This paper describes the simulation of a propagation mechanism of counterparty risk through banks, as a "domino effect" via Credit Default Swap (CDS).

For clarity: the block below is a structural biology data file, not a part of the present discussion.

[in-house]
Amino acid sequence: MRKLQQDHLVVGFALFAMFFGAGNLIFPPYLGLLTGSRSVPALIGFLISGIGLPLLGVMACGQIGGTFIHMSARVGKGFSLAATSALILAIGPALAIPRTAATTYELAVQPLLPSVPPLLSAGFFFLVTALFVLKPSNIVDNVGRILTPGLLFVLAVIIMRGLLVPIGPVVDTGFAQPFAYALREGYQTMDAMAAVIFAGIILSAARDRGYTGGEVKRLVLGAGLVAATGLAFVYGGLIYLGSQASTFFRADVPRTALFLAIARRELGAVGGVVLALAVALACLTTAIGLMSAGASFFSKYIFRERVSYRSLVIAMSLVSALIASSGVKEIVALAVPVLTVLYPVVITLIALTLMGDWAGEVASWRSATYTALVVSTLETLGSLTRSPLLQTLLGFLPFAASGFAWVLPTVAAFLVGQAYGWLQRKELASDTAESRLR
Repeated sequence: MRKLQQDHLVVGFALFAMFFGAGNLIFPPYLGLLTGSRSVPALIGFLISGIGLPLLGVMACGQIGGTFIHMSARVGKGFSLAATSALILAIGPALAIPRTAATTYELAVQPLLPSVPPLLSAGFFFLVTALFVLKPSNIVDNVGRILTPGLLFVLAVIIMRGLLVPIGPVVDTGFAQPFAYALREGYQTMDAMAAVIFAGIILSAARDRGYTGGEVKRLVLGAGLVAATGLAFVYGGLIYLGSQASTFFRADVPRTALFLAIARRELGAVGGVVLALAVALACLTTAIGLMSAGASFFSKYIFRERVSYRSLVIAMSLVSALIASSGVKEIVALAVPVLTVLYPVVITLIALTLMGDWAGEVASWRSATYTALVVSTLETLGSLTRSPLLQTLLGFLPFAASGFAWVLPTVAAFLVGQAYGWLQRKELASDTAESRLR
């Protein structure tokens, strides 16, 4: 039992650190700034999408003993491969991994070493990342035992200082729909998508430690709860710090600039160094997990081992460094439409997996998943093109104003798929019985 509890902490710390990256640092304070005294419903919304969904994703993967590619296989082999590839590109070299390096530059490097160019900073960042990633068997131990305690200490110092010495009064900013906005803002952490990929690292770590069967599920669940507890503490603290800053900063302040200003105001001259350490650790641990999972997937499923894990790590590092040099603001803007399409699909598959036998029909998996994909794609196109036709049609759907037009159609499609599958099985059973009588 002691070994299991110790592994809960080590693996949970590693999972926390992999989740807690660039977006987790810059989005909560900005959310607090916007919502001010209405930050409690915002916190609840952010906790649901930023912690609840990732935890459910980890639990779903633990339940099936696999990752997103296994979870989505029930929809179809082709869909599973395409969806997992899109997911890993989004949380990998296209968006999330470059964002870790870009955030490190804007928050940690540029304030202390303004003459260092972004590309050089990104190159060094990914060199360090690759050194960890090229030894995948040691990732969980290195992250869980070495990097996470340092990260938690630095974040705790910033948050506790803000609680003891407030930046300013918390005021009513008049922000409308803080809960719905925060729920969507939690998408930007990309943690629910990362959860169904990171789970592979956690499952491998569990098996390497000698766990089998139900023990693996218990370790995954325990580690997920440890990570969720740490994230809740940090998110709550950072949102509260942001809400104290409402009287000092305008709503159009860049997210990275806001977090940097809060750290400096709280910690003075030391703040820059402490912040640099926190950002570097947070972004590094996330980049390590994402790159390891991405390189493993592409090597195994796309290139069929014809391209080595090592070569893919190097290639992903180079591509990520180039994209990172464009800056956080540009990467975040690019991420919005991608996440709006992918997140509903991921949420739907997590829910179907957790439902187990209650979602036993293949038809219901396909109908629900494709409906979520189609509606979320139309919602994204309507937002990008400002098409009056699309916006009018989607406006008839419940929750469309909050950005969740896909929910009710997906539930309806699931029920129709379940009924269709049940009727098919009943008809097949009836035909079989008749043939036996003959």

For this purpose, a model that uses Markov and Monte Carlo methods is developed. It creates a typical set of borrowing companies and lending banks in order to analyze interactions between these economic agents. In the first part, samples of companies' initial assets sizes are uniformly chosen over a given interval. To estimate probability of default (PD), the structural model of Merton, which uses a Geometric Brownian Motion to simulate the net asset values of the firms through time, is implemented. Depending on these PDs, a "first rank" bank chooses whether it will keep the loan in its portfolio or sell its risk through securitization to another bank. For this second option, a CDS is priced and sold to a "second rank" bank and banks are thus linked with each other. As the assets and the liabilities of the firms are made to evolve, the number of defaults and the amount of loss that propagate to other banks are determined. Default may happen to a bank of first rank, or of second rank, or the ultimate banker, the central national bank. The model developed explores this "domino effect" through several years. Thousands of iterations are run for different scenarios of macroeconomic and microeconomic sets of parameters. We try to illustrate by approximation how banks' portfolios react to interbank CDS. The result sought is: -That a bank should not exceed a certain ratio of CDS of a given risk level in its portfolio in order to ensure strong capacities to meet its financial commitments; -And that this ratio, and speed of propagation are dependent on the concentration ratio of the banking system and initial balance sheet structures.